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Baylor College of Medicine News

Flu Central

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Prevent the spread of the flu virus

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In an average year, influenza activity begins in late November or early December, peaks in January or February and leaves around April or early May. However, if there is anything we have learned from previous years, it’s that flu season is unpredictable. Getting your flu shot now offers the best protection for the entire season.

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Why Should You be Vaccinated?

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The influenza virus can cause serious complications and even death. The virus can have serious complications in children, the elderly and those who are immunocompromised. Universal immunization is the best way to protect everybody against the flu. The more people who are protected, the less likely that an influenza season will be able to take hold or cause complications. Pregnant women will transfer antibodies from the vaccine through the placenta to their infant, and the baby will then be passively protected from the influenza virus during their first six months of life.

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Who Should Get Which Vaccine?

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  • Healthy individuals 6 months of age or older can receive the flu shot.
  • Individuals over the age of 65 should get the higher dose influenza vaccine, which contains four times the concentration of the regular influenza vaccine and produces a better immune response in this age group.
  • Pregnant women can receive the flu shot during any trimester.
  • Anyone working in the healthcare environment should be protected against the flu to reduce the risk of spreading it to others who would be susceptible in a high-risk setting such as a hospital.

Learn how Baylor Medicine protects its employees, patients and the community.

Protecting Our Community
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Are There Any Exceptions as to Who Should Be Vaccinated?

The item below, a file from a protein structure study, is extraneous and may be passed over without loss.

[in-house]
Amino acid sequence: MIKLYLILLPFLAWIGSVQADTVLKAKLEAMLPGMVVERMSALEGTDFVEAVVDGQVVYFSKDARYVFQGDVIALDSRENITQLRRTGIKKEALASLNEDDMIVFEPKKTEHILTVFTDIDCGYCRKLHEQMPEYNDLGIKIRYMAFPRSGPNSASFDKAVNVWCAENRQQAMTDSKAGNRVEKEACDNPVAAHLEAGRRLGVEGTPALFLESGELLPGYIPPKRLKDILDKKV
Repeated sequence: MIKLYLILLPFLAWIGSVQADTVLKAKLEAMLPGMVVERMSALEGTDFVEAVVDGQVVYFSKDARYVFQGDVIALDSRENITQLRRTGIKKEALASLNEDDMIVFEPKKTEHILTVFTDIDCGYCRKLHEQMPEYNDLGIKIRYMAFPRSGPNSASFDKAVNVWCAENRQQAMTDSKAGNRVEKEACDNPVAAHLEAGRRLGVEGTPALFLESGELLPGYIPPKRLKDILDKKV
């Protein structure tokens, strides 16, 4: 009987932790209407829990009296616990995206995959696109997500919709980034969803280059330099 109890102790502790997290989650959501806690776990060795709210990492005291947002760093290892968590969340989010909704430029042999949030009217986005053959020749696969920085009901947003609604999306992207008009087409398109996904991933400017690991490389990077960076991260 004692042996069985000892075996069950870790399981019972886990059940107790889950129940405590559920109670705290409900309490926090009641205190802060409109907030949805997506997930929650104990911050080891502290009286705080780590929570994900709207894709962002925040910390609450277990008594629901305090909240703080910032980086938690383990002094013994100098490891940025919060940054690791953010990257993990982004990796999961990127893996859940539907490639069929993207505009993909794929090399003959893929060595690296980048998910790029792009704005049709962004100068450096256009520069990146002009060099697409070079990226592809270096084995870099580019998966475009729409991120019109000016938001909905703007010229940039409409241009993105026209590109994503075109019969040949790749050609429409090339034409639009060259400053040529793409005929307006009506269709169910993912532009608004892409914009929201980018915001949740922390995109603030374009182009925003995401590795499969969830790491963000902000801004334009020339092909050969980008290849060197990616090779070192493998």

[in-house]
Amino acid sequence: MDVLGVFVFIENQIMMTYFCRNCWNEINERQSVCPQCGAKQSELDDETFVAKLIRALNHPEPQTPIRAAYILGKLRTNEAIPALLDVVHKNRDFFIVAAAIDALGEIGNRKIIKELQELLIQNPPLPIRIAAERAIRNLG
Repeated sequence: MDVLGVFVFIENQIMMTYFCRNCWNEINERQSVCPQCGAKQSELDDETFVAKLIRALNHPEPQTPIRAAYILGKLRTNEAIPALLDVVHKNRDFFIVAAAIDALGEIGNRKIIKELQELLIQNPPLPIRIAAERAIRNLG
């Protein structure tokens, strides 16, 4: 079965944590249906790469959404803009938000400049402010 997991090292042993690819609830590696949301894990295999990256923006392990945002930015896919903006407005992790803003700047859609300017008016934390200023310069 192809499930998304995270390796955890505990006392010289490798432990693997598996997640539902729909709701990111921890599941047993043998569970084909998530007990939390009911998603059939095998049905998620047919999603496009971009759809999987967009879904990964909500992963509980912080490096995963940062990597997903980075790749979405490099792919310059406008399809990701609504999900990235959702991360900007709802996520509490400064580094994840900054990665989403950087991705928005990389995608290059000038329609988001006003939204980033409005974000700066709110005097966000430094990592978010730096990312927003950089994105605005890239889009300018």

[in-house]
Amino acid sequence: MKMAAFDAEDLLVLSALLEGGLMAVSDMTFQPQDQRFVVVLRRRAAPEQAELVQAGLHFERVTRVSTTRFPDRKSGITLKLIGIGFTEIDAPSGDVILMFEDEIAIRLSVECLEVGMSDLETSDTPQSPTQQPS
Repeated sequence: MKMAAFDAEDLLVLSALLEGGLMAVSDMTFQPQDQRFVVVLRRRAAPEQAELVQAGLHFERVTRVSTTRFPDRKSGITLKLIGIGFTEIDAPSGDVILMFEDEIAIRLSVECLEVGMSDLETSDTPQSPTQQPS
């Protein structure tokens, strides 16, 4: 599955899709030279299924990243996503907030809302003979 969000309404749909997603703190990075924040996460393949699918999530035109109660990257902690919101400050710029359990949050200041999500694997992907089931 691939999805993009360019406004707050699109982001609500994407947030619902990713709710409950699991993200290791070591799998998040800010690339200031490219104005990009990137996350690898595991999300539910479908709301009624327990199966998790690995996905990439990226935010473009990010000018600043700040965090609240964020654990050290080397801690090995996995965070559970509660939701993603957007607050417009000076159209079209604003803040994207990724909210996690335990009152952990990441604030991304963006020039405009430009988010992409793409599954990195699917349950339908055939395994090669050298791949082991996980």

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  • Those with a severe egg allergy should not receive an egg-based influenza vaccine, but should speak to their physician about receiving a cell-based influenza vaccine.
  • Individuals with Guillain-Barre Syndrome should speak with their physicians to weigh the risk versus the benefit of getting the influenza vaccine.
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When Should You Get the Vaccine?

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Don’t wait until the flu season is here to get vaccinated because it reduces the time that the vaccine can provide protection during the flu season. The vaccine takes about one to two weeks to give full protection against the virus.

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What About Kids?

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Children should be vaccinated against the virus for their own protection and because it is known that school-aged children are likely to spread the infection to others in the community. Infants and children 8 years and younger who have never been previously vaccinated will need a second dose four weeks after the first dose.

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What Should I Do If I Think I Have the Flu?

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Most people with the flu have mild illness and do not need medical care or antiviral drugs. If you get sick with flu symptoms, in most cases, you should stay home and avoid contact with other people except to get medical care. If, however, you have symptoms of flu and are in a high risk group, or are very sick or worried about your illness, contact your Baylor doctor or other healthcare provider. Your doctor may prescribe antiviral drugs that can treat the flu. These drugs work better for treatment the sooner they are started.

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Additional Resources

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Weekly Report

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Check out the U.S. Centers for Disease Control and Prevention weekly influenza update.

Influenza Molecular Virology and Microbiology

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Learn all about molecular virology and microbiology of the influenza virus from our experts at Baylor College of Medicine.

Methods of Vaccinations

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There is a variety of ways to be vaccinated, learn what might work best for you. 

COVID-19 and the Flu

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What to do to lower your risk of contracting two potentially deadly viruses - COVID-19 and the flu.